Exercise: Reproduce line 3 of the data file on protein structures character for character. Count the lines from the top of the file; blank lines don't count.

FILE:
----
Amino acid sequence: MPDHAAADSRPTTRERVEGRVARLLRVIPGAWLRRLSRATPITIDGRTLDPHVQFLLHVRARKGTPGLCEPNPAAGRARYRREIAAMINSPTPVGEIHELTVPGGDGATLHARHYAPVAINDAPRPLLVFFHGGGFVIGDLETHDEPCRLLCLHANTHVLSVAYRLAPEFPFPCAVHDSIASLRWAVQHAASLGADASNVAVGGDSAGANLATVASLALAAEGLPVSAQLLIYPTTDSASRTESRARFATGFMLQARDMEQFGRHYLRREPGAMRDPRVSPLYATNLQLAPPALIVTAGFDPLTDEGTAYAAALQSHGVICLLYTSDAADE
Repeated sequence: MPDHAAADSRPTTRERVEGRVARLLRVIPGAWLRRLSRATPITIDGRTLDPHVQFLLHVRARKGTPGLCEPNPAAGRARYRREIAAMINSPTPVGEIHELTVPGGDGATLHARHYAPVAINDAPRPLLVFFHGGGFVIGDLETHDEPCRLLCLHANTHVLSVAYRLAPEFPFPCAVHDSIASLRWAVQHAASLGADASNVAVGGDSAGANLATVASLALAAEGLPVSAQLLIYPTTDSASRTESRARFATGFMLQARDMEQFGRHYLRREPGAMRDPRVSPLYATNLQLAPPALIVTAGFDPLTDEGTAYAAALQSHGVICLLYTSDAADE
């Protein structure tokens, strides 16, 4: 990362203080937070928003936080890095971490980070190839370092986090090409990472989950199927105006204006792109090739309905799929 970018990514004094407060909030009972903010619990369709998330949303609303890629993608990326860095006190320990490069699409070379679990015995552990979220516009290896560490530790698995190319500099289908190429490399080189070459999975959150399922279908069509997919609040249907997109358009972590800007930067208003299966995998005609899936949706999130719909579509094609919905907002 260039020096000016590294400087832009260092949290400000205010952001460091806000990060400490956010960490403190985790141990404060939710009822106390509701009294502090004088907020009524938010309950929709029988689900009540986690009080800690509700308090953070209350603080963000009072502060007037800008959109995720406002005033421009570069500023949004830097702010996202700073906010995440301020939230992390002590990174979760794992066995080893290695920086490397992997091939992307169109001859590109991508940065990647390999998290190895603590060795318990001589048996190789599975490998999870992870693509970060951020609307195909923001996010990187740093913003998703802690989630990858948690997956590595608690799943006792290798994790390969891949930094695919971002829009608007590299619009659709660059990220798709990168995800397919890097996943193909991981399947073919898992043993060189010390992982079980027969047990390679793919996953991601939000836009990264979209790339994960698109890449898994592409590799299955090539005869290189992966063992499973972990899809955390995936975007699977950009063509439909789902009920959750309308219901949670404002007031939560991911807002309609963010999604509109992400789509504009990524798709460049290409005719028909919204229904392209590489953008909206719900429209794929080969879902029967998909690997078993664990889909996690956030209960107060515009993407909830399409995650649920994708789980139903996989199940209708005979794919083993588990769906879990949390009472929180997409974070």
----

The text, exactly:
């Protein structure tokens, strides 16, 4: 990362203080937070928003936080890095971490980070190839370092986090090409990472989950199927105006204006792109090739309905799929 970018990514004094407060909030009972903010619990369709998330949303609303890629993608990326860095006190320990490069699409070379679990015995552990979220516009290896560490530790698995190319500099289908190429490399080189070459999975959150399922279908069509997919609040249907997109358009972590800007930067208003299966995998005609899936949706999130719909579509094609919905907002 260039020096000016590294400087832009260092949290400000205010952001460091806000990060400490956010960490403190985790141990404060939710009822106390509701009294502090004088907020009524938010309950929709029988689900009540986690009080800690509700308090953070209350603080963000009072502060007037800008959109995720406002005033421009570069500023949004830097702010996202700073906010995440301020939230992390002590990174979760794992066995080893290695920086490397992997091939992307169109001859590109991508940065990647390999998290190895603590060795318990001589048996190789599975490998999870992870693509970060951020609307195909923001996010990187740093913003998703802690989630990858948690997956590595608690799943006792290798994790390969891949930094695919971002829009608007590299619009659709660059990220798709990168995800397919890097996943193909991981399947073919898992043993060189010390992982079980027969047990390679793919996953991601939000836009990264979209790339994960698109890449898994592409590799299955090539005869290189992966063992499973972990899809955390995936975007699977950009063509439909789902009920959750309308219901949670404002007031939560991911807002309609963010999604509109992400789509504009990524798709460049290409005719028909919204229904392209590489953008909206719900429209794929080969879902029967998909690997078993664990889909996690956030209960107060515009993407909830399409995650649920994708789980139903996989199940209708005979794919083993588990769906879990949390009472929180997409974070």